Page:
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Wednesday May 9, 2012
By S. INDRAMALAR
A co-working space in bustling Bangsar in Kuala Lumpur has opened up new possibilities for freelancers.
LOCATED in a hidden cul-de-sac in bustling Bangsar, Kuala Lumpur, is Nook, a brand new co-working space for freelancers who want it all: a comfortable space, access to basic amenities (hi-speed Internet, printers, fax machines, meeting and conference space, etc), stimulation from like-minded individuals and the freedom of working independently.
A joint venture between friends Daniel Yap, Chui Lee and Vince Choo, Nook also offers solo workers a chance to build their social and business networks in the shared office space.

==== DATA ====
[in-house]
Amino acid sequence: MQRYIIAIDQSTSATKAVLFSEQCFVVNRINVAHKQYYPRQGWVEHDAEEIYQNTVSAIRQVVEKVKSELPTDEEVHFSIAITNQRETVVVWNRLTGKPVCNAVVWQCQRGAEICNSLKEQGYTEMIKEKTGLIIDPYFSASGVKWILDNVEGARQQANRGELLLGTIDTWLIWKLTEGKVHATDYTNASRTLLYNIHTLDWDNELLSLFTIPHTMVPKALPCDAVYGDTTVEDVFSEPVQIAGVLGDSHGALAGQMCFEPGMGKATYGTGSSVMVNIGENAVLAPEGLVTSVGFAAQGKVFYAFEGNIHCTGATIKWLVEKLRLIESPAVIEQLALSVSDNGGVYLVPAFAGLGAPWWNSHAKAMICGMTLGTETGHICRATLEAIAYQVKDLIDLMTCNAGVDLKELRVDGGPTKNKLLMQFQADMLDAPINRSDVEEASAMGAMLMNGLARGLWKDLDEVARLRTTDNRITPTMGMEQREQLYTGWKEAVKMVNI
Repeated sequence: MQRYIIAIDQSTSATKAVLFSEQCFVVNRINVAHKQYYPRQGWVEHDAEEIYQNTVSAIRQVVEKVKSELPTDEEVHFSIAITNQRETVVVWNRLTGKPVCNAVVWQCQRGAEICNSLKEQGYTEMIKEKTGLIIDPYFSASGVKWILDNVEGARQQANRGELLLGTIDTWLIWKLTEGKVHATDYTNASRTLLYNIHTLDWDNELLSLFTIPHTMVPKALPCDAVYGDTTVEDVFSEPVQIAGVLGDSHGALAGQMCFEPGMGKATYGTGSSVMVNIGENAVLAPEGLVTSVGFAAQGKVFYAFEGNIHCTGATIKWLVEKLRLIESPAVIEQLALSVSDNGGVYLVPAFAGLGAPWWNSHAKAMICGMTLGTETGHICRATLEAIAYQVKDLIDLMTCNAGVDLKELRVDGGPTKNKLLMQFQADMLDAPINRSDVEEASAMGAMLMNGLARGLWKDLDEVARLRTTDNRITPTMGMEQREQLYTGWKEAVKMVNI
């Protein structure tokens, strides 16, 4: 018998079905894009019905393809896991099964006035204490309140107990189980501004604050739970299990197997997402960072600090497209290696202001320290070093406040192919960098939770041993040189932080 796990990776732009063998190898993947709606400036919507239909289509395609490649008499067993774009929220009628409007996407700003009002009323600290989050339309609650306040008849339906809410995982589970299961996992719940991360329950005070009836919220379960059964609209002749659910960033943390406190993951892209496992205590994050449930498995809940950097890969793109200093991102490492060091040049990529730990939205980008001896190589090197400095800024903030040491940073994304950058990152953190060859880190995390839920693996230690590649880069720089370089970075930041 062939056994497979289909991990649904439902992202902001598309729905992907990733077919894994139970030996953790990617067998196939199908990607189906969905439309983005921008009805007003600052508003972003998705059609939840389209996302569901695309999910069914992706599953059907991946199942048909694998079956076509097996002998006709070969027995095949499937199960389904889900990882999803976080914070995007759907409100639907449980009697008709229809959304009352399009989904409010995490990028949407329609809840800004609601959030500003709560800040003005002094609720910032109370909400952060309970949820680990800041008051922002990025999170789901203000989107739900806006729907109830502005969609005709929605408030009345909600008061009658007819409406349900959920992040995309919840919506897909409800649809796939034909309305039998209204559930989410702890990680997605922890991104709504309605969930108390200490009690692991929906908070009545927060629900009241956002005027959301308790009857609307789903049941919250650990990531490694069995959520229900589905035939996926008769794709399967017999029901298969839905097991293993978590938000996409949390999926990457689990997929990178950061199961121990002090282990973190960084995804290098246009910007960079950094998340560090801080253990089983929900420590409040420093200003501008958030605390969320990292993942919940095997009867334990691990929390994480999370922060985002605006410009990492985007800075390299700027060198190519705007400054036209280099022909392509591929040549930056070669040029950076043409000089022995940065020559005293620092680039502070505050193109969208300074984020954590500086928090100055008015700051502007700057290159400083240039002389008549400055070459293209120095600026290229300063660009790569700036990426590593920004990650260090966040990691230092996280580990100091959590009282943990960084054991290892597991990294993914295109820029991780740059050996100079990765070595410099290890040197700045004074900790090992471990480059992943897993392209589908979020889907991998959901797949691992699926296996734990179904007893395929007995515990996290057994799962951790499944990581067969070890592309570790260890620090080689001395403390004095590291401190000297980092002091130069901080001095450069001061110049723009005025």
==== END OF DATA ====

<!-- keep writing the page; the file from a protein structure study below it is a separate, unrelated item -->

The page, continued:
“Co-working basically means bringing different people together to share a space,” explains Yap. “It’s very different from the rent-a-suite kind of operation. Here, co-workers don’t just rent a space to work; they work alongside each other and collaborate on projects that are mutually beneficial.”
Yap says his desire to set up a co-working space was sparked a couple of years ago when a friend showed him the website of a space called “The Hive” in Britain. At that point, Yap was working in advertising (he was the general manager of Agenda, a digital agency in Kuala Lumpur).